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TFSA Investors: 3 Devastating Retirement Mistakes You Need to Avoid

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When it comes to investing, especially as you near retirement, avoiding mistakes with your finances becomes paramount. Any mistake can be costly, but avoiding major mistakes will be the key to ensuring no financial stress or hassle, as you live out your golden years.

When most people think of successful investing, the first thought that comes to mind is all the top investments you’ll need to make to grow your money. What can be just as important, if not more so, is that you will still need to sustain the rest of your capital, finding the highest-quality investments to protect your hard-earned money.

Below are three mistakes you’ll want to avoid with your finances to ensure as smooth a retirement as possible.

Lack of detailed financial plan

Having a plan isn’t just about budgeting how much you want to spend and how much you expect to receive each year, a financial plan for your retirement should go a lot more in depth, covering all aspects of your life. During this stage, it will be crucial that you see a financial advisor to help you steer in the direction that’s right for you and help to set easy and achievable goals and targets when it comes to your finances.

It’s also important to know that one thing could have big impacts, so understand the changes that may need to be made and what effects they have.

Your plan should cover basic topics such as your retirement investments, tax planning, investment withdrawal amounts, and timing, as well as when to take retirement income such as the CPP and OAS payments.

Everyone is different, so it’s important you get a plan that’s tailored to your lifestyle and needs.

It could even be worth it to see more than one advisor to see how they compare, what similarities and what differences they recommend, and for what reason.

Not adapting to your new lifestyle

As you grow older or as the market environment changes, your plan will have to change to better reflect your new situation or needs. For instance, you will probably need to sell some growth stocks at some point and invest in more stable and reliable income-generating companies such as a stock like Hydro One.

Hydro One is one of the top utility stocks in Canada and the type of stock you would expect to see in portfolios of investors who need more exposure to income and less exposure to capital gains. The stock’s regulated earnings and defensive industry help to make the dividend super reliable, making it a top choice for retirement investors.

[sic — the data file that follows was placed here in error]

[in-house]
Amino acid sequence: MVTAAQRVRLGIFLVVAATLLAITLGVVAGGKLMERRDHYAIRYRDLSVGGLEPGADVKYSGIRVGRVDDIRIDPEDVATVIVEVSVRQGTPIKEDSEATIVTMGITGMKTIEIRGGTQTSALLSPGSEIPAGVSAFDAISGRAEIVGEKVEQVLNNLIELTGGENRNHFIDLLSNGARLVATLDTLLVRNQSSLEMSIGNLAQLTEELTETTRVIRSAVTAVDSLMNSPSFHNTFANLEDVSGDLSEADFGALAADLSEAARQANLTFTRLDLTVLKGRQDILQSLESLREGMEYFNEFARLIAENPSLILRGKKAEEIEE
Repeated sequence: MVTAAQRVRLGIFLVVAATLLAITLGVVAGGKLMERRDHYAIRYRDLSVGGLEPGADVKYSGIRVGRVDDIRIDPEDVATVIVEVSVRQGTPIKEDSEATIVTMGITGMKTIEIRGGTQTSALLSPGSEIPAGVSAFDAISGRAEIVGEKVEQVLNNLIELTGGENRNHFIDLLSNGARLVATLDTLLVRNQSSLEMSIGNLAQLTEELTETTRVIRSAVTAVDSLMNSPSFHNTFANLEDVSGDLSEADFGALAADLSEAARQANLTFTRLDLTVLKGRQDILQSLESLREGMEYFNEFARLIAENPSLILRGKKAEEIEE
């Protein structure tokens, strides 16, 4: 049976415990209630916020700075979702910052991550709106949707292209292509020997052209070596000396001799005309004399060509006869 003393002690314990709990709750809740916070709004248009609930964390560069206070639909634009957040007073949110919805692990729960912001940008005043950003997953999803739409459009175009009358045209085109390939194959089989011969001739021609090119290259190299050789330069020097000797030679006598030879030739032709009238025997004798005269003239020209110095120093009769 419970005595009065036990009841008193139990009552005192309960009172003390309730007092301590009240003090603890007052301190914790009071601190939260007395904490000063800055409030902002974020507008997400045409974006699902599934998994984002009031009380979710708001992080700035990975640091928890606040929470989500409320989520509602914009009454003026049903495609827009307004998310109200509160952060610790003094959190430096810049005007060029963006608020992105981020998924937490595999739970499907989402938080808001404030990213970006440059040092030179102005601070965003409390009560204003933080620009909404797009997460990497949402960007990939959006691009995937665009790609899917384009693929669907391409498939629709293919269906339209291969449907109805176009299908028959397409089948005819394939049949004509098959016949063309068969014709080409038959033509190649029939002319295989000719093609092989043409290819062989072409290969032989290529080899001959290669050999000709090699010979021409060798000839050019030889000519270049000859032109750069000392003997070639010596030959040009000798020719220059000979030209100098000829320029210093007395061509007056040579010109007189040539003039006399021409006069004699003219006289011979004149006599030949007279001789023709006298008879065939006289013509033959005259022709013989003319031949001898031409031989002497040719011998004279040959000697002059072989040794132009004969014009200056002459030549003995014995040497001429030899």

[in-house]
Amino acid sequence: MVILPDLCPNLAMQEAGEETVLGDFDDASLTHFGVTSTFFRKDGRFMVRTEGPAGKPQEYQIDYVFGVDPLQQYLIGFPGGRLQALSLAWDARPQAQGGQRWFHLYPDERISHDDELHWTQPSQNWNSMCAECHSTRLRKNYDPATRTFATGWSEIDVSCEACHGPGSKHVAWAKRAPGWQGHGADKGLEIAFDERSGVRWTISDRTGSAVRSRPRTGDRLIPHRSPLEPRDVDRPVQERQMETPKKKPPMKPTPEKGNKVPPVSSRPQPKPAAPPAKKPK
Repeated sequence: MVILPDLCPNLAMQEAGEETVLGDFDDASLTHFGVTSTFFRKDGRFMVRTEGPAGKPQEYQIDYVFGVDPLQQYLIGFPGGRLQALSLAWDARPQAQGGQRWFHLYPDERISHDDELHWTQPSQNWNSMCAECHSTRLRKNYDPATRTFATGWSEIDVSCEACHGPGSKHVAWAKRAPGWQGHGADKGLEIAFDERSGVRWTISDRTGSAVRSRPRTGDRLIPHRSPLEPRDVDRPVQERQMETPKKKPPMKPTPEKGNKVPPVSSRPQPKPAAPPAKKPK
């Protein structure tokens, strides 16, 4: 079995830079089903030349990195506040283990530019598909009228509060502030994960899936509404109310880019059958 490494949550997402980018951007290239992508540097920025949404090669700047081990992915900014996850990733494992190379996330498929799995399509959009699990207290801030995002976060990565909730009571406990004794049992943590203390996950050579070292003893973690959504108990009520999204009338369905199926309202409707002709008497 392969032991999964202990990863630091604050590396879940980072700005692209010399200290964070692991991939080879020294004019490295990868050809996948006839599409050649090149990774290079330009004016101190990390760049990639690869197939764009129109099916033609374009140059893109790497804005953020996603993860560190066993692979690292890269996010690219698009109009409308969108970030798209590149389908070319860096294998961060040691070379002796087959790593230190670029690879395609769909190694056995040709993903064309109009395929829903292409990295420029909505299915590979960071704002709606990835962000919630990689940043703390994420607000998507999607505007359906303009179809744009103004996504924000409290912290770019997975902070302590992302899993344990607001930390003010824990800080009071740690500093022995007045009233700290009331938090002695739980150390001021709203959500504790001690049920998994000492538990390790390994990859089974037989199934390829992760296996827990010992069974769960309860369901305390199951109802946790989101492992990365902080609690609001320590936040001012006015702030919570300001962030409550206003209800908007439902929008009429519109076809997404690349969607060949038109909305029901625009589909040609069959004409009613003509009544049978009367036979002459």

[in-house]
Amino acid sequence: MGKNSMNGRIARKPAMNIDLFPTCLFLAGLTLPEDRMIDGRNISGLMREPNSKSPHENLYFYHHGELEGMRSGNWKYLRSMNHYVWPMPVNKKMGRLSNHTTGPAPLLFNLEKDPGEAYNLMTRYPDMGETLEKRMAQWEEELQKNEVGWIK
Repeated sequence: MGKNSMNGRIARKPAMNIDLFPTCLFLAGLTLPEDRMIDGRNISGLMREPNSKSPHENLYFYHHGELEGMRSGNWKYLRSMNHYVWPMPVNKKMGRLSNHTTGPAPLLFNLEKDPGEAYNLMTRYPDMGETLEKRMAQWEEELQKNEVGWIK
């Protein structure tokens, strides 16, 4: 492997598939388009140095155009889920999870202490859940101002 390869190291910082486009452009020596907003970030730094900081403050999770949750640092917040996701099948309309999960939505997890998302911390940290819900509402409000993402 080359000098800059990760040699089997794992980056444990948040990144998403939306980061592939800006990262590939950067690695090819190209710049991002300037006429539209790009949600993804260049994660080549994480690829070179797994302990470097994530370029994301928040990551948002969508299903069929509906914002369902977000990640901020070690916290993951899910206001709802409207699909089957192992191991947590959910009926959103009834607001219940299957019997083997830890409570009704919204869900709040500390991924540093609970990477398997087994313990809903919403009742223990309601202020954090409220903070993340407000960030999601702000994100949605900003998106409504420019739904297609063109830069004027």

Transitioning from growth stocks to income-generating stocks is important, but it shouldn’t be rushed, as you won’t want to make any rash decisions when buying or selling. Taking it a step further, you may even want to consult your financial advisor to potentially move more of your money to fixed-income investments, reducing your exposure to equities.

Besides investments, a change in your plan could be delaying an investment withdrawal or making one earlier than expected to cover an unexpected cost that just came up.

Having little or no flexibility

Because your plan and goals are going to have to be flexible during this period of your life, when you first craft your plan, you’ll want to make some conservative estimates.

This includes conservatively budgeting how much your portfolio will be worth, how much it can generate in income, as well as leaving extra spending money in your budget.

An emergency fund is crucial for everyone, but even more so when you are in retirement and you aren’t earning income on a regular basis.

It’s just as important, if not more important, to be on top of your finances and know what money’s coming in and what’s going out.

Bottom line

A lot of people see retirement as a much easier time in life to wind down and relax, and while this could and should be true, it could also be the opposite if you haven’t adequately prepared yourself.

So, avoid these crucial mistakes and, above all else, see a professional who can help advise you and recommend what to do next.

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This article represents the opinion of the writer, who may disagree with the “official” recommendation position of a Motley Fool premium service or advisor. We’re Motley! Questioning an investing thesis — even one of our own — helps us all think critically about investing and make decisions that help us become smarter, happier, and richer, so we sometimes publish articles that may not be in line with recommendations, rankings or other content.

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